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Amazon engineers share experiences managing a large fleet of MySQL databases.
mysql> EXPLAIN SELECT * FROM CLOUDSQLDB
AND COUNT (CloudProviders)>1;
Come see a live demonstration of a highly-available and scalable cloud database – with self-healing, auto-scaling and pay-per-use – all with a click of a button.
Whether running with commodity servers on premise or in the cloud, there are many failure scenarios to protect your database against. In this session we will walk through the different types of replication possible with both self-managed MySQL deployments and managed Amazon Relational Database Service cloud deployments, understanding how they can help improve your availability and durability.
Google engineers have built a system that detects MySQL master failure, chooses a new master, promotes it and hooks up slaves with under a minute downtime. This is deployed in an environment where there's zero tolerance for transaction loss of any sort. The original designer and a sysadmin who worked on the deployment will talk about design, implementation and practical lessons learned.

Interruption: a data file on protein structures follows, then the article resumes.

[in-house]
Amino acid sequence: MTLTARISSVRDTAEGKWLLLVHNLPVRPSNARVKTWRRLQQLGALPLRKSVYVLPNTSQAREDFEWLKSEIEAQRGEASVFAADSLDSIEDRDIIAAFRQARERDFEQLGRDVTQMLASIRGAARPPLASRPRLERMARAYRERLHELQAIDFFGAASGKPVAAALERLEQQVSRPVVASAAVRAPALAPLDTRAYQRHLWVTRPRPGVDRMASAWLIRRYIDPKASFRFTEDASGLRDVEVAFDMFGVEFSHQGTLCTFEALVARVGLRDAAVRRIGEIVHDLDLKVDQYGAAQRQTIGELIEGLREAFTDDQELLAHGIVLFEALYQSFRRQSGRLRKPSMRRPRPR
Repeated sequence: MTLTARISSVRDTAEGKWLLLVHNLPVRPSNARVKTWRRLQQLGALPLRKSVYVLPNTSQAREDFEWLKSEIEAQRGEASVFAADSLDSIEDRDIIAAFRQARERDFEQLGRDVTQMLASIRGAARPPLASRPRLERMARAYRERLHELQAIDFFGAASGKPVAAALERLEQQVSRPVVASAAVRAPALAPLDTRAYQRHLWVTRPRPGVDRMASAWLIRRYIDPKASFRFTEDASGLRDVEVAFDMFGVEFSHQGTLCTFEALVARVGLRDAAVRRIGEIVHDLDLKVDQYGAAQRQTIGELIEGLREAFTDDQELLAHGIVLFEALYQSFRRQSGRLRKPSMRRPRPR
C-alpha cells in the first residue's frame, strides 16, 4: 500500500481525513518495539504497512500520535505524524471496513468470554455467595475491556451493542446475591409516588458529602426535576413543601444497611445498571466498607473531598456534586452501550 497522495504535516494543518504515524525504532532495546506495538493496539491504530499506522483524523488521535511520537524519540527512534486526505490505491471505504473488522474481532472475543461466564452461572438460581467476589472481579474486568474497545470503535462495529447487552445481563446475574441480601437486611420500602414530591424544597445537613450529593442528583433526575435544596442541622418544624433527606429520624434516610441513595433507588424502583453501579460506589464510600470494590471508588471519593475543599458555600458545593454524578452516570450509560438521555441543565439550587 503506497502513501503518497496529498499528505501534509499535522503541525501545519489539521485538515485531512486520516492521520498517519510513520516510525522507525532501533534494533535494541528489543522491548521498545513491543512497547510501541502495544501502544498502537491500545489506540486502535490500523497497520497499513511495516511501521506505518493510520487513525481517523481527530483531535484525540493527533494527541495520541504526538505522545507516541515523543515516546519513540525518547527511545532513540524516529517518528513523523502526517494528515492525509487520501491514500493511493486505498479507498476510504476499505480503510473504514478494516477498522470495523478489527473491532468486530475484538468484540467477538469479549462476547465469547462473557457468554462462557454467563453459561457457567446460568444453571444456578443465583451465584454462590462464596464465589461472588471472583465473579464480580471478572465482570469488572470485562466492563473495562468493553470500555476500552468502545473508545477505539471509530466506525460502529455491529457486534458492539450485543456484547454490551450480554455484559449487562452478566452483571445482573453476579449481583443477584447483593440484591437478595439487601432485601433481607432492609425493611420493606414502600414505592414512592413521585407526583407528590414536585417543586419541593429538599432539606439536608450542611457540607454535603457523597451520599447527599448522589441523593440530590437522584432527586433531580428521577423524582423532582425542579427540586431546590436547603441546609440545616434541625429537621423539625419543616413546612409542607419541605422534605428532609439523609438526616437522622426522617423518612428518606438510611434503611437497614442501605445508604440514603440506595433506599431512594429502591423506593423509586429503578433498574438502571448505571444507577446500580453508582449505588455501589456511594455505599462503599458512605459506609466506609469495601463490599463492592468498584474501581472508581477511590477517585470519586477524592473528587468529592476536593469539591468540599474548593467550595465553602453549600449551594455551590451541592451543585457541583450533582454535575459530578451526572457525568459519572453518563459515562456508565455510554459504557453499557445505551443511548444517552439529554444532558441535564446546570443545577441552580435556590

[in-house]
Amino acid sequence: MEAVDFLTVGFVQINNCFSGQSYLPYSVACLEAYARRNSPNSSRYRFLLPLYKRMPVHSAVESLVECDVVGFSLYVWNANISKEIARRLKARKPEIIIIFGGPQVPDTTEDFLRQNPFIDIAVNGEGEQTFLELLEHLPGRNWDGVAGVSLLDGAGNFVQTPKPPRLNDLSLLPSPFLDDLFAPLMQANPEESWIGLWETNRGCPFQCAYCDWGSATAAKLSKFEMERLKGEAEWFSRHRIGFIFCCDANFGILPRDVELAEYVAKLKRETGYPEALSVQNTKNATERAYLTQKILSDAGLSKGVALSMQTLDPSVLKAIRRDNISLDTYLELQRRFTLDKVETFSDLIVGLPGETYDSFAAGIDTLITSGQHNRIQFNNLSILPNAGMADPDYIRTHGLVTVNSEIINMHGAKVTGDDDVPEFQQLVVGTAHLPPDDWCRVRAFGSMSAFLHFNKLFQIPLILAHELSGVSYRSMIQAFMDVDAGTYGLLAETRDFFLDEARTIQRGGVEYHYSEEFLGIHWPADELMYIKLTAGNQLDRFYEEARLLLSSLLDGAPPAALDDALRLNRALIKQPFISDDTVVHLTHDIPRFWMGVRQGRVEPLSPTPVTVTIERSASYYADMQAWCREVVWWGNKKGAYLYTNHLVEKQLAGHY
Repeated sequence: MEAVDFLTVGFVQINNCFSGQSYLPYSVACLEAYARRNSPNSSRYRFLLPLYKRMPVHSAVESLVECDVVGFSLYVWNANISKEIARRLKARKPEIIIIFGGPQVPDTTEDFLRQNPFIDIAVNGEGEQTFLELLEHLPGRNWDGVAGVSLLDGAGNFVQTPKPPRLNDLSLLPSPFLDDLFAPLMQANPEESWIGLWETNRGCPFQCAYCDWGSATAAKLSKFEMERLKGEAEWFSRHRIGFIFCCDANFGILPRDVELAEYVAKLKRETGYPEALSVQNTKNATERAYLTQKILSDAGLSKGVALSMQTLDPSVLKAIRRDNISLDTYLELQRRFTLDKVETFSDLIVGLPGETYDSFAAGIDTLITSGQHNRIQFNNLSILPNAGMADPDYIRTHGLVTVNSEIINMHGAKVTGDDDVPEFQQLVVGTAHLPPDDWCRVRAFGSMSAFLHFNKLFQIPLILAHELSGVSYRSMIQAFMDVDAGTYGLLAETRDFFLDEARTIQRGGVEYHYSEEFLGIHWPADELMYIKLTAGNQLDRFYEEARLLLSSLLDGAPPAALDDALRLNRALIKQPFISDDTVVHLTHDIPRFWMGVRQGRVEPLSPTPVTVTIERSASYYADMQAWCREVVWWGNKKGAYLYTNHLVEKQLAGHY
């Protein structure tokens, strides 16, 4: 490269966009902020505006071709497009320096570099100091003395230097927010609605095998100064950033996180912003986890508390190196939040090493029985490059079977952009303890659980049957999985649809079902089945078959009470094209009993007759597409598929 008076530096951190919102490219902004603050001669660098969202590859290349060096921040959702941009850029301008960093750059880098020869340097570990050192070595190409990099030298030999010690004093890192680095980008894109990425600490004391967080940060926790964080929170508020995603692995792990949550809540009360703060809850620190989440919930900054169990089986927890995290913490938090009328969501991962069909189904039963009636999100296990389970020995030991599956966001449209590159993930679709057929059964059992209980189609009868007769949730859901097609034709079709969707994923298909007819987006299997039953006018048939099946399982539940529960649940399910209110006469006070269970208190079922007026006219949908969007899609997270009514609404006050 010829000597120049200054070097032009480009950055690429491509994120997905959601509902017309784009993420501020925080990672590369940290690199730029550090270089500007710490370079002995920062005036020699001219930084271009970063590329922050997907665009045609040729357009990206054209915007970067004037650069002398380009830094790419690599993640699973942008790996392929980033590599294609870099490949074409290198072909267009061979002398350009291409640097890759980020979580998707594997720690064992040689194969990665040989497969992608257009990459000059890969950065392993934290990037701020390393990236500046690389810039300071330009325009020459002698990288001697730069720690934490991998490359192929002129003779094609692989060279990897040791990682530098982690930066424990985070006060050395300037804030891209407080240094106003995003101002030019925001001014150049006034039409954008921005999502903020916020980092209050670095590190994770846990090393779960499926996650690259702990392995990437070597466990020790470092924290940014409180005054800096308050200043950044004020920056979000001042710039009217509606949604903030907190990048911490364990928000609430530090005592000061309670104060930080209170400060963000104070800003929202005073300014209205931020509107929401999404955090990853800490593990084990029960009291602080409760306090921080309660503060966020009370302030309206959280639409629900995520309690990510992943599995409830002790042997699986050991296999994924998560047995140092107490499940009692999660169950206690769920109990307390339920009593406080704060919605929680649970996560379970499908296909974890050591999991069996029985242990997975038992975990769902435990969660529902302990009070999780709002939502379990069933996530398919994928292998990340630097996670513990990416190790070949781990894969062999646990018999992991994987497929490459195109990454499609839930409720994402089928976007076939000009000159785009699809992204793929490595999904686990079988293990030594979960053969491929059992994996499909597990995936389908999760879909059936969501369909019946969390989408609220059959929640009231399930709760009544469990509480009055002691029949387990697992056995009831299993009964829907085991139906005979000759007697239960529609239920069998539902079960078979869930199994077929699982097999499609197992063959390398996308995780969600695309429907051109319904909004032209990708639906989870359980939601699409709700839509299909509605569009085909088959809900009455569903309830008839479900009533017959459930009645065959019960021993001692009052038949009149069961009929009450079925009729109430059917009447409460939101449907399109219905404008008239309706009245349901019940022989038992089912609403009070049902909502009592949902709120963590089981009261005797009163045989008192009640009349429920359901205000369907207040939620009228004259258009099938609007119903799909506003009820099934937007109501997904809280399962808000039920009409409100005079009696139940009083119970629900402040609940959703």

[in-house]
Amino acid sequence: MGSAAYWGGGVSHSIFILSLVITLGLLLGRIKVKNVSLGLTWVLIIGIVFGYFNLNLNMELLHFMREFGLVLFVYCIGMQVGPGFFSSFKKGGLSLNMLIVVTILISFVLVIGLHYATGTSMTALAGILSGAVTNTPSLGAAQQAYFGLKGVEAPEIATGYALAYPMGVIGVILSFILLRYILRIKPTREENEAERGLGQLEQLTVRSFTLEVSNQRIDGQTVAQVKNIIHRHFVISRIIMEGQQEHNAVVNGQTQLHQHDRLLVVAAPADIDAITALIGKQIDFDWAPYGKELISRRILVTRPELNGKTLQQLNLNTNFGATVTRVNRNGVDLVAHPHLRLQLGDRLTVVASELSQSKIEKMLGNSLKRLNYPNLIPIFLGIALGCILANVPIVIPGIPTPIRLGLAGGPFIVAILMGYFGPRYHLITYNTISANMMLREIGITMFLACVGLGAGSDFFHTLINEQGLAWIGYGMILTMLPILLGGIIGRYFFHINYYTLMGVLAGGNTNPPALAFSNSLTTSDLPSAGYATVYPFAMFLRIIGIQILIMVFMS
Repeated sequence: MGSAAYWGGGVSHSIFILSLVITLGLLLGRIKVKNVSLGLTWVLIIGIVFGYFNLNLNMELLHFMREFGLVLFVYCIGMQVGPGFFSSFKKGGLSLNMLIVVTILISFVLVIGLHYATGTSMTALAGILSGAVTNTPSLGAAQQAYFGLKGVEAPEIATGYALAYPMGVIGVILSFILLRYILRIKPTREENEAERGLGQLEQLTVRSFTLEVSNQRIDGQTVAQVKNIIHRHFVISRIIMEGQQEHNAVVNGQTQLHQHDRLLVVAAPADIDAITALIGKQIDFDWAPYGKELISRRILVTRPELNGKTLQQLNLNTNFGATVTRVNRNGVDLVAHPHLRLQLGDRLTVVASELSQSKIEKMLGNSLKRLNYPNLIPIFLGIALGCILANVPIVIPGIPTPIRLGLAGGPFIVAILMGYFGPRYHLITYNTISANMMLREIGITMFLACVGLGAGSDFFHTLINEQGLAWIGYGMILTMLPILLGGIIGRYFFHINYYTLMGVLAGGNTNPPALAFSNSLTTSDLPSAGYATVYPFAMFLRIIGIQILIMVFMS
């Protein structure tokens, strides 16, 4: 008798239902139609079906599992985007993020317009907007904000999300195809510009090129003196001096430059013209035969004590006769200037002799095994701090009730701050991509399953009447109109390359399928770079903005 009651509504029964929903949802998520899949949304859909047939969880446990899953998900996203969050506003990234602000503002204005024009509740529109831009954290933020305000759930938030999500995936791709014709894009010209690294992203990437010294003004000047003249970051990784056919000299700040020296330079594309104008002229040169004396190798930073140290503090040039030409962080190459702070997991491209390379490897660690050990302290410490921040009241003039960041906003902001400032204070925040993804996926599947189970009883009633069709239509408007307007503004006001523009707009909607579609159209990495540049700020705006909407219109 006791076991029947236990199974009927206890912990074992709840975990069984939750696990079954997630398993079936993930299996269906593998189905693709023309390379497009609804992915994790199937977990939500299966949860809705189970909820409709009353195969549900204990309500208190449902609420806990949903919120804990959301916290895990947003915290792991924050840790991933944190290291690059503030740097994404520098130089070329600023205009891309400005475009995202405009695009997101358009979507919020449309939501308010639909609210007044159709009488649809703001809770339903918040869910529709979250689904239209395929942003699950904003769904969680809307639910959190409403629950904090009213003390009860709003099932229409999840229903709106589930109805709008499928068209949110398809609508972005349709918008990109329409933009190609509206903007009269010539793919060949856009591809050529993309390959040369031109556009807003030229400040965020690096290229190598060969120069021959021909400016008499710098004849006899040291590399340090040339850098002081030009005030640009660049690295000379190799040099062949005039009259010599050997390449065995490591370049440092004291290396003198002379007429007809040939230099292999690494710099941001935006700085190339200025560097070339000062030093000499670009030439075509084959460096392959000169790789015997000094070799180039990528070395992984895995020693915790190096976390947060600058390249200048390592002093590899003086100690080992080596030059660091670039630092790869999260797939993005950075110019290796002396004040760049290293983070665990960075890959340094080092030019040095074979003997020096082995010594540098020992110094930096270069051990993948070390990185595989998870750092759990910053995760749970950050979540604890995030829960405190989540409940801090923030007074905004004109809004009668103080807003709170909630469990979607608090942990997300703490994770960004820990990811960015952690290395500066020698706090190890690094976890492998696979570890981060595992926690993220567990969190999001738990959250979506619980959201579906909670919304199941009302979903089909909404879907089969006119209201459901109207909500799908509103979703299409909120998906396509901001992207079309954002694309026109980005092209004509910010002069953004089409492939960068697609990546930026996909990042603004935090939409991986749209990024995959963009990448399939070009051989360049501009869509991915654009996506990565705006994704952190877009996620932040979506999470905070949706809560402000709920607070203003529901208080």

Drizzle has thrown out the MySQL replication system and has started from scratch in implementing its own replication architecture. In this session, we'll take a look at the basics of the new architecture, what tools are available, and discuss possible future functionality. An example setup will also be presented.
Galera provides synchronous multi-master replication for MySQL/InnoDB. In a sense, it works like MySQL/Cluster but on top of InnoDB storage engine. Is this too good to be true?
Aside from traditional master-slave setup used mostly for HA and read scale-out, there is an established history of attempts at multi-master replication with MySQL. In this presentation we will look at what multi-master replication can do for us and compare different approaches of doing it.